Breeding hatchery stock to SOP, is it worth it?

Discussion in 'Exhibition, Genetics, & Breeding to the SOP' started by K813ZRA, Apr 5, 2016.

  1. K813ZRA

    K813ZRA Chillin' With My Peeps

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    Okay let me preface by saying that my chickens are nowhere near ready to give me eggs let alone fertile eggs. However, I do plan on hatching some of my own chicks and my stock is hatchery quality: I was wondering if it is worth it to try to breed my hatchery stock to SOP in order to attempt to strengthen my flock. It isn't that I intend to show my chickens but I would like to strengthen their genetics and get them looking as close to correct if at all possible.

    Is this something that is worthwhile or an exercise in futility? Or even something that maybe I shouldn't even be worried about? I ask because I intend to raise dual-purpose birds for their intended purpose, meat and eggs as well as eye candy but I have been reading a lot on here that often times hatchery birds are bred solely for egg production and often times lose some of their meat value.

    I decided to go with hatchery birds for a few reasons, the main reason being that when you find a breeder even in a long list that sells what you want, they simply do not have any or they do not ship and are far away or even that they only sell eggs which seems like quite the gamble to me. Another issue is investment, you are often times looking at a minimum of 3x the investment with upwards of 10x the investment IF you find someone that stocks what you want.

    So basically my idea was to take what I get, choose the best birds, breed them, hatch new ones and keep the best out of the new birds as well and continue. Now, this may be the long way around but it sure sounds intriguing and fun to me, a project if you will.

    Any insight would be much appreciated.
     
  2. Fred's Hens

    Fred's Hens Chicken Obsessed Premium Member

    Breeding your hatchery stock is just fine and will be enjoyable. If all you wish to do is have some birds, they'll do just fine. They're chickens afterall.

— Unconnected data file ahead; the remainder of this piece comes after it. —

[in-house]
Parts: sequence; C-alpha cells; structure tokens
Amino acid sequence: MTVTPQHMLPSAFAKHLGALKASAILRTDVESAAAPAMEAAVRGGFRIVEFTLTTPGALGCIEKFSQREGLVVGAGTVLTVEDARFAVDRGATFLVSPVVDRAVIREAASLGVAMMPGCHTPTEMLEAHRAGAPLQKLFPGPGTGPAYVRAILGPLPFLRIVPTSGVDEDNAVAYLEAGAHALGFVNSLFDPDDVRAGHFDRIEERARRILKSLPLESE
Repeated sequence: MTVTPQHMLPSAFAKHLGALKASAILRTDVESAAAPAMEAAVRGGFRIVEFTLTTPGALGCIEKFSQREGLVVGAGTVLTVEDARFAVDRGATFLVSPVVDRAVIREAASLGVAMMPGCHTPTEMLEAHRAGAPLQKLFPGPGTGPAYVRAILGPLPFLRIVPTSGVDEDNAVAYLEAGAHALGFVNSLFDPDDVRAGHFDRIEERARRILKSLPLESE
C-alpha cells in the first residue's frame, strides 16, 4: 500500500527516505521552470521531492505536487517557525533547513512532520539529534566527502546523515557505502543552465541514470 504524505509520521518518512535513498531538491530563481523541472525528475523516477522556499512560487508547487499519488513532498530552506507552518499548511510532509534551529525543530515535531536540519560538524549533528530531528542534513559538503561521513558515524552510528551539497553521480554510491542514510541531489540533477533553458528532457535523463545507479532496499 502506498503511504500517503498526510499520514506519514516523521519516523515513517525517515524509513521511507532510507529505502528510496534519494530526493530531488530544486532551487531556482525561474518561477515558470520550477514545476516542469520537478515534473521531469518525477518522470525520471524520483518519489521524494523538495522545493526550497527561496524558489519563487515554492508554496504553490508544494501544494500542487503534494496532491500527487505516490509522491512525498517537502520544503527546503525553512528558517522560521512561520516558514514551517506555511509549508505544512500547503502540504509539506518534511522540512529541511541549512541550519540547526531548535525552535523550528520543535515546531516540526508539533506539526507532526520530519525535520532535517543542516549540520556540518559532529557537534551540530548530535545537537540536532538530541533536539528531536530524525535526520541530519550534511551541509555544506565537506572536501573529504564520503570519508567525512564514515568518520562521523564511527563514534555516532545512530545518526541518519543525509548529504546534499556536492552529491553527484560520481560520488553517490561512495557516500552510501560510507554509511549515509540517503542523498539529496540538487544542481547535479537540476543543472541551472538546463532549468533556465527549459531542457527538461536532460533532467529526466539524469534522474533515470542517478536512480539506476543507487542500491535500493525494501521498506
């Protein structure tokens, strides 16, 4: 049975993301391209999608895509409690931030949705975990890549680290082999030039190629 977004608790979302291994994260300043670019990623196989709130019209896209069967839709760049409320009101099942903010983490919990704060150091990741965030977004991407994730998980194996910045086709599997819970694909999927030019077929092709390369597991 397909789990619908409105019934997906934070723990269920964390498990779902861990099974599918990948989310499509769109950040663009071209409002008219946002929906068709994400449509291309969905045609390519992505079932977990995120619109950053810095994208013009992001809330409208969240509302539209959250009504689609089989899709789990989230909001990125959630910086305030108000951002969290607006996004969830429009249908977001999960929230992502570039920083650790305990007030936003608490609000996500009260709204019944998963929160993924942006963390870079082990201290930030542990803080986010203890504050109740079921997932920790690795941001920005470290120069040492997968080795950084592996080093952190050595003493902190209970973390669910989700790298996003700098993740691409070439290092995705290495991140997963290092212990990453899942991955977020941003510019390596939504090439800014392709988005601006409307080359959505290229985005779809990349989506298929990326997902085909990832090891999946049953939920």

However, you wish to pursue breeding to the Standard that's a different matter. The standard for your breed, (the SOP is the Book, the assembled standards of all the breeds) thus, properly said, one breeds to the standard, not the SOP.

    Starting with hatchery stock is a woeful way to go to achieve standard bred poultry. You might achieve slight improvement, but it would take decades and often, the required genetics simply aren't there to begin with. It usually results in sheer futility and frustration.

    The Standard of Perfection is only available from the APA at their website. It is copyrighted and a gorgeous book, filled with a boat load of valuable information, especially the first 40 pages which pertain to all birds, not to specific breeds. The cost is $59 delivered to your door.

    To see your chosen breed in all it's glory and finery and bred properly to the standard, attend a high quality, APA or ABA (bantams) backed show near you. You will immediately see the stunning, jaw dropping differences between hatchery stock and birds bred to the breed standard. In most cases, words, thousands of words spoken can never replace actually seeing, with your own eyes, just how wide the gulf is between these two worlds.
     
  3. K813ZRA

    K813ZRA Chillin' With My Peeps

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    Thank you, you have cleared things up for me. I learn so much every day. I will have to order the book as it sounds like something I would enjoy.

    I guess what you said is about what I expected, slight improvement but nothing close to the standard. I guess I will have to go to some shows and compare for myself, as you said. I am just trying to find a happy medium as I am not into showing. My end goal is to eat the birds and I am not sure if it would be a waste of a good possible show quality bird to be raised simply to fill my belly!

    I guess there is a lot to think about!
     
  4. Fred's Hens

    Fred's Hens Chicken Obsessed Premium Member

    Those who breed the best birds? Eat alot of chicken. hahahaha

    We hatch 60-100 chicks in our breeding of a particular breed/variety. This is typical of breeders. We're searhing only for those top 3 or 4 birds that show type and feather and other details that move our program forward. So the other birds? Eaten, sold off, or used in the layer pen perhaps.